1. Alpha linolenic acid, derived from chia, flaxseed, hemp seeds, pecans, pistachio nuts, pumpkin seeds, walnuts [1]
2. Apigenin, derived from celery, parsley, onions, grapefruit, oranges  [2], [3]
3. Berberine, derived from goldenseal, barberry, Oregon grape, Huang bai, tree turmeric [4], [5]
4. Beta-sitosterol, derived from rice bran, pistachio nuts, walnuts, almonds, pecans, pumpkin seeds, sesame seeds, sunflower seeds [6]
5. Caffeic acid, derived from adzuki beans, apples, apicots, buckwheat bran, brown rice, chia seeds, chickpeas, coffee, hazelnuts, lentils, sunflower seeds [7]. Caffeic acid also reduces the growth of cancer stem cells [8].
6. Catechin and epicatechin, derived from adzuki beans, almonds, apricots, bilberries, chickpeas, green beans, green tea, lentils, pecans [9] [10].
7. Chlorophyll, derived from all green plants, pumpkin seeds, fresh herbs, blue-green algae, sprouts, wheatgrass, matcha tea, sea weed, grapes, green beans [11] .
8. Curcumin, derived from turmeric [12].
9. Delphinidin, derived from black beans, blackcurrants  [13].
10. Eicosapentaenoic acid (EPA), derived from chia seeds, flaxseed, hemp seeds [14].
11. Ellagic acid, derived from apples, raspberries, black raspberries, blackberries, Brazil nuts, pecans, walnuts, pomegranates, wild strawberries, cranberries [15].
12. Enterolactone, derived from steel cut oats, flaxseed [16].
13. Epigallocatechin gallate (EGCG), derived from green tea [17].
14. Eugenol, derived from cinnamon, clove [18], [19].
15. Ferulic acid, derived from apricots, grapes, rice bran, brown rice, black beans, chickpeas, dong quai, hazelnuts, sesame seeds [20], [21]. 16. Formononetin, derived from red clover  [22].
17. Jasmonic acid, derived from apples, chickpeas, jasmine essential oil  [23].
18. Juglone, derived from walnuts [24].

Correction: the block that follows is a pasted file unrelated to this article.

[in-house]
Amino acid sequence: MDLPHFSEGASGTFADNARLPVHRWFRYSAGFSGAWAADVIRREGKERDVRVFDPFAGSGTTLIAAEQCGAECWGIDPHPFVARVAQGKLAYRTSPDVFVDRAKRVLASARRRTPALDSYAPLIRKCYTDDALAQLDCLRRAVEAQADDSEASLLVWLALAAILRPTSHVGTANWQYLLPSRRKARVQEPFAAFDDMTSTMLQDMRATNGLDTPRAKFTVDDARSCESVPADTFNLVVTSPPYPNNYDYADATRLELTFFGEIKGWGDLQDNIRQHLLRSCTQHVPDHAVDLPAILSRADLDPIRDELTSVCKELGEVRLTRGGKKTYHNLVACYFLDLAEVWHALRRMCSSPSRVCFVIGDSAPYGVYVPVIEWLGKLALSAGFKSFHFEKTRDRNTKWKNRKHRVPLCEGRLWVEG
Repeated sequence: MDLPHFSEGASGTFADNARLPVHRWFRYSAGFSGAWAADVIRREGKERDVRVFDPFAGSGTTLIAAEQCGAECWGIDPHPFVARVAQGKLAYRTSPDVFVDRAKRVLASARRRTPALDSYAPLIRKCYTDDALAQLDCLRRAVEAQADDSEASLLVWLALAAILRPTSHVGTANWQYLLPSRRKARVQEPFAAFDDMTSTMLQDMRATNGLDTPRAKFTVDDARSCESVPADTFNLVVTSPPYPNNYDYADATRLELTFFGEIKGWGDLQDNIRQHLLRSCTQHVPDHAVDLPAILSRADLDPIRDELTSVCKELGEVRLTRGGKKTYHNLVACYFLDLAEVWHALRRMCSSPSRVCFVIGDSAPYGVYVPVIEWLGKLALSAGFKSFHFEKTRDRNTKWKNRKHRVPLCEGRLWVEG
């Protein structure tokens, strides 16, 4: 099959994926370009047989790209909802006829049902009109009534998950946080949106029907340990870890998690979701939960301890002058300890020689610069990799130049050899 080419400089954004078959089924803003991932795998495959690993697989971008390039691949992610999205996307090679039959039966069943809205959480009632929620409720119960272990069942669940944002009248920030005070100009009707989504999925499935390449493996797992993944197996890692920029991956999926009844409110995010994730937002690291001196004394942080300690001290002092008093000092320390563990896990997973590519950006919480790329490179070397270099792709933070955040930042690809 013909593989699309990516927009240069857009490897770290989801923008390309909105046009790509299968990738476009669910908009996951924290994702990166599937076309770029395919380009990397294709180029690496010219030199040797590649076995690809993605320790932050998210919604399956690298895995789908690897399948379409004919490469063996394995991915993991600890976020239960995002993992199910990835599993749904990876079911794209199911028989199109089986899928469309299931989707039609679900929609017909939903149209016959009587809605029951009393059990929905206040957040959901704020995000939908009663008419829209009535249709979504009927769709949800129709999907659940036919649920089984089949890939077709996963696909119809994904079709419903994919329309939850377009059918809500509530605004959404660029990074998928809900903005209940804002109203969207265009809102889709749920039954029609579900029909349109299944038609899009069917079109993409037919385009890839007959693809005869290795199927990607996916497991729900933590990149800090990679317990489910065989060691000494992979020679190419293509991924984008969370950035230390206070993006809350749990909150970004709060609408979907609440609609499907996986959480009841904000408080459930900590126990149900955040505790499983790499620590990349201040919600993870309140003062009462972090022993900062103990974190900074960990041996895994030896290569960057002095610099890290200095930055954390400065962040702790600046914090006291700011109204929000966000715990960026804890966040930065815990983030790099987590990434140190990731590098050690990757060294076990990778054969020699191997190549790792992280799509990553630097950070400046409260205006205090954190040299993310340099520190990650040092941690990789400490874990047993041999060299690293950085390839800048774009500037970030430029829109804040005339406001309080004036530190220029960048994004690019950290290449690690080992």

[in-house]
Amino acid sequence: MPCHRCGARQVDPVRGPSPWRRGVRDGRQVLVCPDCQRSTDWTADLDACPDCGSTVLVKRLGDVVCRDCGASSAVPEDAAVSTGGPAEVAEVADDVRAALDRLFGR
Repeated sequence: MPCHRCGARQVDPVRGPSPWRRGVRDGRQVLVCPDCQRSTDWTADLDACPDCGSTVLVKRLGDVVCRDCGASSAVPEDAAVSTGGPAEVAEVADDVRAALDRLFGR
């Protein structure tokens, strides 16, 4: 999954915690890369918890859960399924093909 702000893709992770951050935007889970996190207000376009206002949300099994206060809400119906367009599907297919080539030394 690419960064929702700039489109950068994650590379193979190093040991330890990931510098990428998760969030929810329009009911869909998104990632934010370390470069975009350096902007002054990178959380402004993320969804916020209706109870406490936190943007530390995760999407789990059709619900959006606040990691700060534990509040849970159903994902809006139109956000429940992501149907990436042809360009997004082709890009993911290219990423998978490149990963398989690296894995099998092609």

19. Kaempferol, derived from black beans, chickpeas, chia seeds, green beans, lentils [25].
20. Lectins, derived from Anasazi beans and other beans, mushrooms [26].
21. Lutein, derived from kale, broccoli, pecans, pistachio nuts, pumpkin seeds, walnuts, green beans  [27].
22. Lycopene, derived from apricots, tomatoes [28], [29].
23. Medicinal Mushrooms – many medicinal mushrooms (such as reishi, turkey tail, shiitake, etc) have anti-proliferatory properties, see my article  Medicinal Mushrooms – Fungi That Fight Cancer Cells to see which ones.
24. Melatonin, derived from black rice, walnuts, barley, bananas [30].
25. Momilactone B, derived from brown rice [31].
26. Protocatechuic acid, derived from acai, adzuki beans, apples, avocados, brown rice, hazelnuts, pistachio nuts, bilberries, blackberries, blueberries, buckwheat, cauliflower, dates, eggplant, garlic, kiwi, lentils, mango, mangosteen, mulberries, olive oil, olives, pears, raspberries, red onion, strawberries [32].
27. Pterostilbene, derived from blueberries, cranberries, lingonberries, grapes [33].
28. Quercetin, derived from adzuki beans, apples, apricots, bilberries, black beans, chickpeas, chia seeds, green beans, lentils [34].
29. Saponins, derived from amaranth, asparagus, black beans, green beans, sunflower seeds, soybeans, oats, spinach, chickpeas, quinoa, tomatoes, Panax ginseng  [35], [36].